Most think the Steppe horse gene exists in the Bashkir horses as this breeding makes them extremely hardy. They can survive cold temperatures and harsh environments. For example, these horses can survive in temperatures up to -40 degrees celsius.
There were supposedly breeding centers set up in Bashkiria, in the Russian Federation, as early as 1845. It was here that breeds such as the Russian Heavy Draught were used. The USSR breeds were incorporated to enhance Bashkir’s workability as well as its uses for milk and meat production.
The Bashkirs are a diverse breed of horse and come in a variety of colors that are found in most horses. The initial color for Bashkir horses was roan with a dorsal (along the spine) eel-stripe with zebra markings across the body and on the shoulders.
This made the horse a unique specimen in the equestrian world and caught the attention of breeders. Other colors that the Bashkir is found in the modern-day world are chestnut, grey, brown, piebald, and black, which shows the incredible diversity of this animal as it has been bred through the generations.
What Do They Look Like?
Aside from their very distinct curly and fluffy coats, the Bashkir breed is known for its long stride. They have an athletic build and tough hooves which is why they are so well suited to endurance events and sports.
They are also characterized by their large heads and meaty necks. Bashkirs typically also have short legs for their size, which makes their long strides quite a surprising characteristic.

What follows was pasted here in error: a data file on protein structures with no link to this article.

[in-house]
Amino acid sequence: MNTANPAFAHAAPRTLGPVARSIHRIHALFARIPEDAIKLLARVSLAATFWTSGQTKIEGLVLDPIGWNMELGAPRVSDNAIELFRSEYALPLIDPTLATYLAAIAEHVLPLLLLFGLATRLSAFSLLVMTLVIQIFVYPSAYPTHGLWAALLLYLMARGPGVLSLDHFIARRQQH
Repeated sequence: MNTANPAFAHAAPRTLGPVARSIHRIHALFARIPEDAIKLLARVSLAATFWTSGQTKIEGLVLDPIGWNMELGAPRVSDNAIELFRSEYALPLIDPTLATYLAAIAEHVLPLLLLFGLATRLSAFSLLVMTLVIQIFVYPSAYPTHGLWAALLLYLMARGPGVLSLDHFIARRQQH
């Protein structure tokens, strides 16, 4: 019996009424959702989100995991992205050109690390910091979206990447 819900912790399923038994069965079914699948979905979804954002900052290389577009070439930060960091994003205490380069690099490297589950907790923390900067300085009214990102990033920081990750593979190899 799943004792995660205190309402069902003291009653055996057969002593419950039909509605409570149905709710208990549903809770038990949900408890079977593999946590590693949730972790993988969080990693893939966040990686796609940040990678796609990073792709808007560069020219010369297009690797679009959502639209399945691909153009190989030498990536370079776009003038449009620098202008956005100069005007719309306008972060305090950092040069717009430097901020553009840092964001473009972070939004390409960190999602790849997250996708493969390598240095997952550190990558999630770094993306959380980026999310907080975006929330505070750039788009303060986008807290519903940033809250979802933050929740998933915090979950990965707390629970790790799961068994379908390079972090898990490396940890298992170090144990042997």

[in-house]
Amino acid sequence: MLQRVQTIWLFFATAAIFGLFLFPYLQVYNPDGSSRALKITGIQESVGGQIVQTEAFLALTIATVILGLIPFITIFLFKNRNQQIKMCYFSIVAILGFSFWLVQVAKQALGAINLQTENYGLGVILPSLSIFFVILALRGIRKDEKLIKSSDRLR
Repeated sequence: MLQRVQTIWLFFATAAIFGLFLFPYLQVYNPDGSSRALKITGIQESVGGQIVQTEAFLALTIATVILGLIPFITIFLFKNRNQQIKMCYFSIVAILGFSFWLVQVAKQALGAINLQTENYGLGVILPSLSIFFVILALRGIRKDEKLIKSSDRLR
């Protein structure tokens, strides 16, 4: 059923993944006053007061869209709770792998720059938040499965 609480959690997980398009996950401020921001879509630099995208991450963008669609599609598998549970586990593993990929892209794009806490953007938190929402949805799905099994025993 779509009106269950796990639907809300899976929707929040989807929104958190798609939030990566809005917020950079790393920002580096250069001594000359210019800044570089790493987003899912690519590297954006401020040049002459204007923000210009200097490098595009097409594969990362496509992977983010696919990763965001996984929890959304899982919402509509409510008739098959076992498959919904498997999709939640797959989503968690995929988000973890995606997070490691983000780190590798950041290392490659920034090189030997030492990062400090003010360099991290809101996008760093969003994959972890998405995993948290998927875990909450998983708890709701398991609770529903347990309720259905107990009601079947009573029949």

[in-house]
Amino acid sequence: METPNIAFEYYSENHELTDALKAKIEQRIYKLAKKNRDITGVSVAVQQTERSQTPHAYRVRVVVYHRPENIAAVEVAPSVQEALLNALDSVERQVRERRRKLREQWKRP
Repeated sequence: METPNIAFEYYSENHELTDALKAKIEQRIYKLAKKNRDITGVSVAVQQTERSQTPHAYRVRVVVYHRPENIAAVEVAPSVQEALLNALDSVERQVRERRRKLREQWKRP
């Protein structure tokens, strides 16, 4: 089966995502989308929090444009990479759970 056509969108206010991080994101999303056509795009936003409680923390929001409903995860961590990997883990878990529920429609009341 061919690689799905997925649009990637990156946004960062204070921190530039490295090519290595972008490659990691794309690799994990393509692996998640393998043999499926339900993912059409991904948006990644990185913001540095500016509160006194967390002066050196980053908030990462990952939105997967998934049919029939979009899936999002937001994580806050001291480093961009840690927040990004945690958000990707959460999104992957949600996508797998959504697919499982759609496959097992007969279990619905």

What Are They Used For?
There is a massive drive to continue to breed these horses for endurance sports given their hardy and friendly nature. Traditionally the Bashkir mares have also been used for their milk production.
They are also an exceptional breed of horse for driving. Some reports say that a troika, a Russian vehicle driven by three horses, can cover between 120 and 150km per day when driven by a Bashkir horse.
Where Do They Live?
There are large herds of Bashkir horses that live in the wild in the Bashkortostan region in Russia. There are still breeding facilities here too, especially in Ufa which is the region’s breeding capital.
How Long Do They Live?
The average lifespan of a Bashkir horse is around 25 years.
How Fast Are They?
Bashkir horses can reach speeds of up to more than 80km per hour.
How Much Do They Cost?
Anyone interested in investing in a Bashkir horse can look at paying anywhere between $2,000 and $5,000 depending on the horse’s age and whether or not the horse is saddle broke.
Are They Good For Beginners?
Due to their friendliness and sound temperament, they are the ideal horse for beginner riders. They are also easily trainable and not prone to getting spooked.
Bashkir horses are a very special breed of horses. They have the ideal disposition for horse owners and are also known for their work ethic. Their intriguing appearance and soft, curly coats are unique to the Bashkir breed.
There’s a whole world of horse breeds out there to explore! Discover and find out more information by checking out our horse breed guides.